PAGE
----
Great. It sounds like these standards are worth pursuing.
That’s the real trick, though: How should you go about actively pursuing these marks? Is there any value to the idea of taking the test every day in order to directly improve your score on it? As with many things, there is more than one correct answer.
If you ran three miles each morning as fast as you could for several months, there is no doubt that your performance at that distance is going to improve. In fact, the general rule of thumb for running is that two to three months of consistent training is required to get in respectable running shape, which is a standard that more than exceeds the requirements imposed by the Marine Corps. All things equal, this training method is a more-than-adequate strategy for accelerating the loss of non-essential body weight as well, which will make success on the two measures of bodyweight training far easier to attain, too.
Two to three months of training also has special meaning with respect to the pull-up and push-ups measurements. This time period overlaps very well with an expectation of the acquisition of three to 10 pounds of muscle mass, so devoting your attention to push-ups and pull-ups can ensure that much of that muscle mass is added in the service of helping you maximize output in those two movements. On top of that, even a targeted Army training intervention program that was considered a failure — a dedicated training series intended to skyrocket enlistees’ pull-up totals over a period of two months — still resulted in an average increase of two pull-ups per trainee. Considering that three pull-ups are required of all male recruits, and five pull-ups are required of all Marines to remain in circulation, a two pull-up boost can represent a massive percentage increase and can mean the difference between job retention and dismissal — and will certainly keep a drill instructor from breathing down your neck.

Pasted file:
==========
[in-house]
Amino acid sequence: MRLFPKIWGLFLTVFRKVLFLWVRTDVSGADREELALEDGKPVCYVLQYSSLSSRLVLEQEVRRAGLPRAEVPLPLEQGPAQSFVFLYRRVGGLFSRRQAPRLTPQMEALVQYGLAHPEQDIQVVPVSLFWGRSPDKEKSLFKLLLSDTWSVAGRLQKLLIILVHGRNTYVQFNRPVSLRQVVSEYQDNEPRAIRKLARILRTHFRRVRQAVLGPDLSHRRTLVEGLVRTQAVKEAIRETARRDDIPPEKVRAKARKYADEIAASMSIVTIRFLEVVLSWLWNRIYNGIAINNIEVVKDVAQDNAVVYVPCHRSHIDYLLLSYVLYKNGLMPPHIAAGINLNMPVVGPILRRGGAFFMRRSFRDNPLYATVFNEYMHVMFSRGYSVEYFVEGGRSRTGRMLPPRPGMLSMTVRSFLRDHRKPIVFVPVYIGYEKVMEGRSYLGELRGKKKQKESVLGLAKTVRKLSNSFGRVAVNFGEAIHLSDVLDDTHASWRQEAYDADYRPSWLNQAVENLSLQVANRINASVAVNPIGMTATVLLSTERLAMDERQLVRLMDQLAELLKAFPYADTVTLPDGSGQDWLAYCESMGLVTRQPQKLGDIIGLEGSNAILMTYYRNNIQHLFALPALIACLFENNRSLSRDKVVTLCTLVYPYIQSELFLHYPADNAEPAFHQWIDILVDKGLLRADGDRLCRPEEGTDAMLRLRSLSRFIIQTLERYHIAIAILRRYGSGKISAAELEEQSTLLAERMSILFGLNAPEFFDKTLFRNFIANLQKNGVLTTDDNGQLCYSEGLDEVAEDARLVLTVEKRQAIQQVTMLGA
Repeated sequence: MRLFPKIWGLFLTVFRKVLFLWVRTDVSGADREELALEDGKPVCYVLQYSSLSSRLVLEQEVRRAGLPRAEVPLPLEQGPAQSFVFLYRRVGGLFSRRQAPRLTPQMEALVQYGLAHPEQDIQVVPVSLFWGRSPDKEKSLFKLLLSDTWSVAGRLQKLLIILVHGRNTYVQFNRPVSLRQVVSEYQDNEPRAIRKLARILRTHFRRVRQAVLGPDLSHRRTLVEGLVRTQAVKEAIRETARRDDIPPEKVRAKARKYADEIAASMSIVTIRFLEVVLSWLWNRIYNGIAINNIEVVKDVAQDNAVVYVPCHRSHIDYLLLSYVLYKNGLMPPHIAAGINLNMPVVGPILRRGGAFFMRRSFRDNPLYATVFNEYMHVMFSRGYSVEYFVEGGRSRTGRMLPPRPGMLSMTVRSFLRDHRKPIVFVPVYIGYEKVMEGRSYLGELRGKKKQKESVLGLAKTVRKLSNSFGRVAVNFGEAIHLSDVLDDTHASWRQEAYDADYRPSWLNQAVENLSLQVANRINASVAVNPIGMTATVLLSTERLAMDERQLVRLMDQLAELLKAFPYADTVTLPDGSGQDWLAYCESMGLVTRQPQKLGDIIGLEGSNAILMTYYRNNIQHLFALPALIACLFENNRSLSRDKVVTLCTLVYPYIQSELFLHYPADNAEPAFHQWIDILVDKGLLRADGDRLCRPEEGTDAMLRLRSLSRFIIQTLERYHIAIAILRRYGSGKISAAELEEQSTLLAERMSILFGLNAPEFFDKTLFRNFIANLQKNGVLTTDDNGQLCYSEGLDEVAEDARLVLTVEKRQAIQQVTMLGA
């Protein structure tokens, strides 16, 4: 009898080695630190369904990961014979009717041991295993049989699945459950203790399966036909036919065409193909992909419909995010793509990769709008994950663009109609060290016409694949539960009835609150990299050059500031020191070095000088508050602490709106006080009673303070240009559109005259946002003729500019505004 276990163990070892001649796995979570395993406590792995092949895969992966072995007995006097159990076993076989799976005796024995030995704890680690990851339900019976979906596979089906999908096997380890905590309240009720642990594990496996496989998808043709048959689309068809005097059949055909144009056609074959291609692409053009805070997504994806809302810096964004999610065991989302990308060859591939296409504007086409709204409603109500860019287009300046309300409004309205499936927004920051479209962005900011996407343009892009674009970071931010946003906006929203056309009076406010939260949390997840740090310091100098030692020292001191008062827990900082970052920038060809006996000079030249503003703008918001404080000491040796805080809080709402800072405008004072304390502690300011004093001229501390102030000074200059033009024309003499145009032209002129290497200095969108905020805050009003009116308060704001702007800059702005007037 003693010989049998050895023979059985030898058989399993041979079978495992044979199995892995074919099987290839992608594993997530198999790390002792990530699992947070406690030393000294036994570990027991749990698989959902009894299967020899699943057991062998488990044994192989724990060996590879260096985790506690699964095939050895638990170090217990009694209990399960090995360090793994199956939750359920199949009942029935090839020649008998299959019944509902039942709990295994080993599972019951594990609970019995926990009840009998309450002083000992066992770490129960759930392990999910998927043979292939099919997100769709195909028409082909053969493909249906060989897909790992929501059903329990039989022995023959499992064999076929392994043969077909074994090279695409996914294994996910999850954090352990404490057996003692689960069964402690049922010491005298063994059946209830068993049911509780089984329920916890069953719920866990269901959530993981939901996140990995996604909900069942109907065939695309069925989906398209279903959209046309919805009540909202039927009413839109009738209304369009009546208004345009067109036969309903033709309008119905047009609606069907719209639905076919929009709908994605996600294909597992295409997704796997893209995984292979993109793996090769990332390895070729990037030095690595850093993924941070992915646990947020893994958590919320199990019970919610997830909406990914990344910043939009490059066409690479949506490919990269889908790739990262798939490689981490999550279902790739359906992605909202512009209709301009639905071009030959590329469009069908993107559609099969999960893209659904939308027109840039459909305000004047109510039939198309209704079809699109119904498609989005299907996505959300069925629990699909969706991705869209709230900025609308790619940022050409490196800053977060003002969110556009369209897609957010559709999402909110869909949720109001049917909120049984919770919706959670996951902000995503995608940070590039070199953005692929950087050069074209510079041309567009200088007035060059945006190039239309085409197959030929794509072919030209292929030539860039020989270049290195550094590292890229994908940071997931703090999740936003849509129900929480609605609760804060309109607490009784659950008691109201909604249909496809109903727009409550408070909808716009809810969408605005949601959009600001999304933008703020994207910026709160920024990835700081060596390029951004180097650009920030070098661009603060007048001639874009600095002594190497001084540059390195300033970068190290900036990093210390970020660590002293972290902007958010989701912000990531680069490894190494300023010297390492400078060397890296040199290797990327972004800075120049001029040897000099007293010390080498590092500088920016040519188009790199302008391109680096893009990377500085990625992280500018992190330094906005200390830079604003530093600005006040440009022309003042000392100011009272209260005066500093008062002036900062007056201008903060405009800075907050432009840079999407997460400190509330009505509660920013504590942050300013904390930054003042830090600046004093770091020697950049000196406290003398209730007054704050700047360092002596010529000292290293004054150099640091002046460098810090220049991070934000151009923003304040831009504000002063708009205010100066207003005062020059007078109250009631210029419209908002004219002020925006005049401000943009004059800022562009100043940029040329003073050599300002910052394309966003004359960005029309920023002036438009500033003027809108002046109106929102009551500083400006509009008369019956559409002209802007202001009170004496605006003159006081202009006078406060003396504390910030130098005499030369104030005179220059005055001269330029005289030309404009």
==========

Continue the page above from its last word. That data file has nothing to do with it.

So, yes, the strategy of training yourself solely by using the military tests and meeting the military’s minimum standards is a reasonable way to vault yourself into probably the top 25 percent of all people in your age group.
I sense a “but” coming.
But it doesn’t capture the intent of what those tests were developed to measure. The military’s tests aren’t in place to ensure that soldiers can crank out lots of pull-ups and push-ups; the military uses pull-ups and push-ups as a proxy for assessing strength and endurance. I like to think of it this way: The grown-up version of myself would never train for the GRE or GMAT by taking them repeatedly; I would spend the bulk of my time striving to improve at the foundational skills that are supposedly being measured by the test. Then I’d do actual test preparation, and then I’d take the actual test.
Theoretically, a person who consistently dedicates a regular portion of their lifestyle to remaining fit should be competitive on the military’s tests even if they haven’t taken explicit steps to prepare for them. If push-ups, pull-ups and three-mile runs are regular pieces of a training puzzle that includes other consistent training of the chest, back and heart — along with all other parts of the body — achieving military minimums is probably going to be a foregone conclusion for you.
Or more simply put, you don’t need to train like a soldier to be as fit as one.